In 1948, when George Orwell was writing 1984, he modeled his Big Brother government after Joseph Stalin’s regime in Russia. The oppressive Big Brother was always watching, always at war and always controlling the flow of information to the people of Oceania (England and the Americas).
Does this sound familiar to anyone out there? Well for those of us caught on the wrong side of the “You’re either for us or against us” fence, the Bush administration bears a striking resemblance to Big Brother.
Start with the Patriot Act. (Orwell would have loved the doublespeak quality of the name.) Patriots are in favor of being watched. Patriots have nothing to fear from our dearly beloved Big Brother/Bushies as long as we behave, post an American flag out front and do what we are told. Those that don’t follow the rules can be taken away, held without charges and questioned without representation. The Thought Police in 1984 employ this same type of governmental control over the people of Oceania.
The Homeland Security/Ministry of Love is there to protect us from the outside evils of the enemy, isn’t that right? We are supposed to feel safer, aren’t we? If it weren’t for Tom Ridge and his boys wouldn’t the evil enemies kill and destroy us? It is this type of fear that allows us to relinquish our rights for supposed safety. Oh, so we give up some of our freedoms, at least we are safe. As I recall we had a pretty good streak of being safe before 9/11. I can hear you out there already, “Those times were different. We weren’t targets of terrorist attacks then. We are now.” Just keep telling yourself that as we pour billions of dollars into “fighting terrorism” overseas as we sink deeper and deeper into debt here in the United States. As long as fear rules we can allow our infrastructure to deteriorate, we can allow big business to run amok, we can allow our environment to take a backseat to terrorism, and we can continue to pay more and more for all of those services that used to be part of our lives.
Fear also gives the Bush administration the right to attack Iraq to find weapons of mass destruction and then shift the war to one of ultimate good. We wanted to free the people of Iraq. We wanted to build a democratic nation in the Middle East. We needed to rid the world of a great evil.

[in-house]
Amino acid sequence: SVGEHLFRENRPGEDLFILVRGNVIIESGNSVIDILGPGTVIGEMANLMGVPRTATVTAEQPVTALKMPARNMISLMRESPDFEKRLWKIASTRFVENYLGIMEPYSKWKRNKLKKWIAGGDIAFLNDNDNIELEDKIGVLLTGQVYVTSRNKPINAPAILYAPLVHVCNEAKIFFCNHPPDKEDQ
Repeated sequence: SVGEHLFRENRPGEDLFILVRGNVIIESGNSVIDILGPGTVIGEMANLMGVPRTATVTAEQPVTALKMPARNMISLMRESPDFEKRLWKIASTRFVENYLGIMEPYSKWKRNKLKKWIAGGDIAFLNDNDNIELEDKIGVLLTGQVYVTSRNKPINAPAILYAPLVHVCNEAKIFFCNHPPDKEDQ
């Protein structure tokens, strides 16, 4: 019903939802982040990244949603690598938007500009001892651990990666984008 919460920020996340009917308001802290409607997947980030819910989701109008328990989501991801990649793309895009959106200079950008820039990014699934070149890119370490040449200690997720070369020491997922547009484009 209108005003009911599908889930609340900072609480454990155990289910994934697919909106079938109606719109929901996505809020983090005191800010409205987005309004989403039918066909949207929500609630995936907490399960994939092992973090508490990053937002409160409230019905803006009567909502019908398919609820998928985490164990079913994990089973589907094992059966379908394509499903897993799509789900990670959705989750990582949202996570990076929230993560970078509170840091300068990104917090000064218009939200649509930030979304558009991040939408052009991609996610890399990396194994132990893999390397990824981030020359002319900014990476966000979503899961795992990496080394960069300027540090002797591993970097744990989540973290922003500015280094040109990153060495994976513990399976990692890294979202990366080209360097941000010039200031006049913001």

In 1984 the government is constantly at war with shifting enemies. The people of Oceania begin to forget who the enemies are and who the allies are. The Bush administration has clearly delineated who is an enemy and who isn’t. This axis of evil has identified the good guys and the bad guys or has it? Where does France fall? How about Saudi Arabia? (Most of the 9/11 terrorists were from there.) Is anyone outside of the “Coalition of the Willing” an enemy. The lines get a bit blurry when we look beyond what the Bushies are telling us.
The one certainty is that we are going to be at war with evil for an undetermined length of time. Don’t worry; we have already adjusted to being at war. Unless you are in the military or have a loved one in Iraq, how has your life been changed by this war? I still go to work. I still take my children to school. I still do my patriotic duty and go shopping at Wal-Mart. For most Americans this war has little or no impact on our lives other than enduring the body count on the evening news. We really have entered into a situation where “War is Peace” (one of the three slogans of Big Brother).
The Bush administration has also restricted the free flow of information within our country. Mass media monopolies give us lots of flashy pseudo-news, but where is the substance beyond talking-heads ranting on both sides of the debate? News seems to be boiled down to sensationalized hysteria and not newsworthy. The Bushies have capitalized on this element of our culture more than any other administration. The use of the media during the Iraqi invasion was pure genius. Embedded journalists gladly gave up their ability to view the war objectively for the ability to ride along with the troops. It was a form of censorship the media seemed too dumb to notice and no one seemed to question because it made for great television.
When one looks deeper into the media relationship with the Bush administration, one begins to see how difficult getting information directly from the top really is. President Bush is reluctant to allow the press to question him directly, but he is always there with a grin and a wave for a photo op at his ranch looking the part of the everyman. These canned news items are easy to cover and provide the Bush administration just what it needs, the appearance of news without any real news. Orwell would have admired this aspect of the narrowing of the news. Big Brother narrows the news and narrows thought through newspeak, the official language of Oceania. Big Brother certainly has more direct power over the people than the Bush administration, but the areas of debate have been restricted and will continue to be.
At the end of 1984, Orwell’s hero, Winston Smith, has been tortured by the Ministry of Love to the point that he agrees that 2 + 2= 5. He is then returned to the streets of London, not as a martyr but as a disciple of Big Brother. When Winston finally gives up his independence of thought and loves Big Brother he is killed and the novel ends. This bleak end to the novel is intended as a warning. We should never allow our government to gain too much power. We should never allow ourselves to be manipulated into unthinking drones swallowing whatever the government feeds us. We should never be satisfied with a government which places its own self-interest above ours.
Orwell would have been horrified by the policies of the Bush administration and so should we.